Dorothée: Another key part of the process was involving everyone in the company, and ensuring they felt ownership of the target, and would therefore do their bit to ensure its implementation. We invested a lot of time in this and it was really rewarding to see how people who didn’t initially know that much about the subject were very interested and engaged.
How are you going about implementing the target?
Marius: The target is central to the whole company strategy. It is integrated from Board level down, and aligns with all the business objectives. Hitting the target is a company priority but it requires change management to involve individual teams to achieve their share of the reduction. They are incorporating the reductions into their KPIs. Sometimes the changes that are being made are quite big, but at other times they’re smaller and more incremental.
The need to hit the target has driven innovation. For example, we have been gradually reforming our catering operations to reduce the associated emissions. This means sourcing more local, seasonal produce, more organic, less red meat. These small changes have had a huge impact: we halved the emissions from our on board catering between 2008 and 2016, with no extra cost. At the same time, customer satisfaction has gone up, so it’s a win-win. Another example is our Tick Up offer which gives people a big discount on last minute tickets if they can get 3 others to buy along with them. The idea is that we are getting people out of cars and onto the train. So we are reducing overall global emissions by having fewer cars on the road, while also reducing our own emissions per passenger because our trains are fuller. Again, it’s a win-win.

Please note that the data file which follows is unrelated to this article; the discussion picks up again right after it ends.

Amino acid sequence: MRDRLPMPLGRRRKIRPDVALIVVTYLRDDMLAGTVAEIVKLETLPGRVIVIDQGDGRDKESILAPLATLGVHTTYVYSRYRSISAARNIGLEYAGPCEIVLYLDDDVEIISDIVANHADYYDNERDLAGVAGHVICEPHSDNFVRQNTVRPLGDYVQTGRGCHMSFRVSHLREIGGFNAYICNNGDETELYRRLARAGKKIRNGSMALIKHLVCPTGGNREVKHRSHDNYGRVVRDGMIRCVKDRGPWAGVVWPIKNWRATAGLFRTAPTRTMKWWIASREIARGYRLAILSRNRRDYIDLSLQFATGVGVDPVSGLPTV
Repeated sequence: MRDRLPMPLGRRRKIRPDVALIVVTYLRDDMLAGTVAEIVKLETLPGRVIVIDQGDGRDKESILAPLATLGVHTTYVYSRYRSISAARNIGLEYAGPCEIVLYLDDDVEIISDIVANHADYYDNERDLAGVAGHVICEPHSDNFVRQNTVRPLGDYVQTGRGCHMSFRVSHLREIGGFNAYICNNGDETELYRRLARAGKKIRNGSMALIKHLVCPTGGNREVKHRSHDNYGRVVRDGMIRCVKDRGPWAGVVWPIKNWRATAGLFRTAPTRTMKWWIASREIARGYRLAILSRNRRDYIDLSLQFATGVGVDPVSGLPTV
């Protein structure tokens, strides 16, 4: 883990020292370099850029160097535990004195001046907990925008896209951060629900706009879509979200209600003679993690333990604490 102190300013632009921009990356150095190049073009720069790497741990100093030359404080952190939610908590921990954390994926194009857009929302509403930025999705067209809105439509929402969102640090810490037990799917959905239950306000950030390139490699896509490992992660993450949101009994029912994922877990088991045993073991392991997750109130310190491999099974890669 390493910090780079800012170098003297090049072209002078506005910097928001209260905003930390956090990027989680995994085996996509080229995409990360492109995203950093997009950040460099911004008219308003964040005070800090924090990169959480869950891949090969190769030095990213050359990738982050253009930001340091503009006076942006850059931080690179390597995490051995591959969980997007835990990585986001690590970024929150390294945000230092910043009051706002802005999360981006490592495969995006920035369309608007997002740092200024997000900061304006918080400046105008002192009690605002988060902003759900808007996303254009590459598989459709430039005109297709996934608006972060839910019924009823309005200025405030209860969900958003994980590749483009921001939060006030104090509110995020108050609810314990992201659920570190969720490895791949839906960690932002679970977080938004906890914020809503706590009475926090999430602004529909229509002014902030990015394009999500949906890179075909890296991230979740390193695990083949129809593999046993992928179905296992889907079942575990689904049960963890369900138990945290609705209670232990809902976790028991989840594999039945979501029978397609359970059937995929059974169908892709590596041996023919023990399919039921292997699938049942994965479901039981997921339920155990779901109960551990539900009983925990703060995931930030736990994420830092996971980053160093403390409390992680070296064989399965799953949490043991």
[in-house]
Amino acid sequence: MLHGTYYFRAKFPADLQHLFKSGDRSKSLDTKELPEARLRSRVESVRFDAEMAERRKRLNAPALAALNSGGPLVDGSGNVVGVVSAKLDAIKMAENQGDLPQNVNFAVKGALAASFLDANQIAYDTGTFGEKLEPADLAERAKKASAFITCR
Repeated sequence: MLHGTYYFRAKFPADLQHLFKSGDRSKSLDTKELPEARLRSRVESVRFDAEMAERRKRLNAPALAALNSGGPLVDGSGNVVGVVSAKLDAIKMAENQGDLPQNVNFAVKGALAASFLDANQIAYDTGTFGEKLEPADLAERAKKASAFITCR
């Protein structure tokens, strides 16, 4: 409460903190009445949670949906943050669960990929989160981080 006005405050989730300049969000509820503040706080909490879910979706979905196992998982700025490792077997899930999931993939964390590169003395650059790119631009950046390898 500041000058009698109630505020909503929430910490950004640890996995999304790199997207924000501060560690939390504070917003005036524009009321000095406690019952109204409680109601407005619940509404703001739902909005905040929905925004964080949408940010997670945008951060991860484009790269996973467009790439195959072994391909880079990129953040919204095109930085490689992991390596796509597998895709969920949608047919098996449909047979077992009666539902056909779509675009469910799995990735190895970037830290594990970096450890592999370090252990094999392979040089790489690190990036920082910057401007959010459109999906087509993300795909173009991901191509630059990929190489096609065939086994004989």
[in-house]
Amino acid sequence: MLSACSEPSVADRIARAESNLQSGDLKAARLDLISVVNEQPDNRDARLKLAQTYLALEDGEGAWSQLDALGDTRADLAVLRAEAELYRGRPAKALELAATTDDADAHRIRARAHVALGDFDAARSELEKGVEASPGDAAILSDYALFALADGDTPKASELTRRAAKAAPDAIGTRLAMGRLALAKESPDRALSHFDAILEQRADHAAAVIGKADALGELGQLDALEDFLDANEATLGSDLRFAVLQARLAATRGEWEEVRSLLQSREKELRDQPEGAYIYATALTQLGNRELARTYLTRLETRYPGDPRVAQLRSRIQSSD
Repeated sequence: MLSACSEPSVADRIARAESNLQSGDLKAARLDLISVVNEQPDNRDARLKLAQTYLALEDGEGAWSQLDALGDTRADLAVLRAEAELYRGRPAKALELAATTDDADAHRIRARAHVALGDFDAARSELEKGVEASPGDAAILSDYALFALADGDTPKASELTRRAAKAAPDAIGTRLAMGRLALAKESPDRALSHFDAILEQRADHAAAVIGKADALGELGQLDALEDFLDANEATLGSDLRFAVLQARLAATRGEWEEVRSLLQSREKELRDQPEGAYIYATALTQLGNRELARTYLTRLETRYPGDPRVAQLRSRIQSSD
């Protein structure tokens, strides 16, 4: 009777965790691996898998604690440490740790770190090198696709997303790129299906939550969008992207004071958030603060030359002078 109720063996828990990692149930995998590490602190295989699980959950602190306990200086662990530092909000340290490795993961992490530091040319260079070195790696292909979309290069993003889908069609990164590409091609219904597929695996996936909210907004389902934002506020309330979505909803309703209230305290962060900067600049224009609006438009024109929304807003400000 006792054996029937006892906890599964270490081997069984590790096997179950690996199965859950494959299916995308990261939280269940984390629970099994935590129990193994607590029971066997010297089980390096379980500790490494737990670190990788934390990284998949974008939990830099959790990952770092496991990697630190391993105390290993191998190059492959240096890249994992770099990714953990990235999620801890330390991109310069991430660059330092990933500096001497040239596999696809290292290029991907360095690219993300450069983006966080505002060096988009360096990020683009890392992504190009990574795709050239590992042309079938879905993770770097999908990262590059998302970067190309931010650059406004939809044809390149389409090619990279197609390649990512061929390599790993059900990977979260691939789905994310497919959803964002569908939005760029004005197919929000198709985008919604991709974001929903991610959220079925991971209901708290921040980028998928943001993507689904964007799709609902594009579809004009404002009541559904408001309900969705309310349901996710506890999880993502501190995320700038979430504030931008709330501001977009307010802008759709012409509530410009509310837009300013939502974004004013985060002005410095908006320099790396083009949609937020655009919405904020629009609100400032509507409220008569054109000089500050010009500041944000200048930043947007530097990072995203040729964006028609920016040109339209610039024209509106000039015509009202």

Dorothée: The way we see it, the changes we are making to implement our target are not a cost, but an investment that will bear fruit and mean everyone wins in the end.
What are the benefits of having a science-based target?
Dorothée: Our CEO put it best. She said we are now fully prepared for more demanding environmental laws. We are perfectly aligned with the Paris Climate Agreement. We are prepared for the future and aligned with political norms. There is a business opportunity here. More and more people want to travel but they also want to choose the sustainable option. As we decarbonize, we also become more attractive to customers. Nine out of ten of our customers say that sustainability matters to them, and they want Thalys to have a robust sustainability strategy. They expect us to set an example. We know, having set a science-based target that we are giving people what they want. We are part of the solution – but we need to keep innovating to stay a leader.
Marius: Having a strong target, with a clear deadline is also really motivating for employees. It creates a sense of pride that they are working not just for the company but for the community. It is also easier for them to make the effort to reduce emissions when it falls into the broader framework of environmental action.
Dorothée: Having a science-based target also gives us a stronger voice and more credibility in the debate on climate change and on the role the transport sector has to play in reducing emissions. We can speak to other railway companies, our partners, suppliers and help them understand the potential for them to set similar targets. It’s exciting to be fostering these efforts throughout the value chain.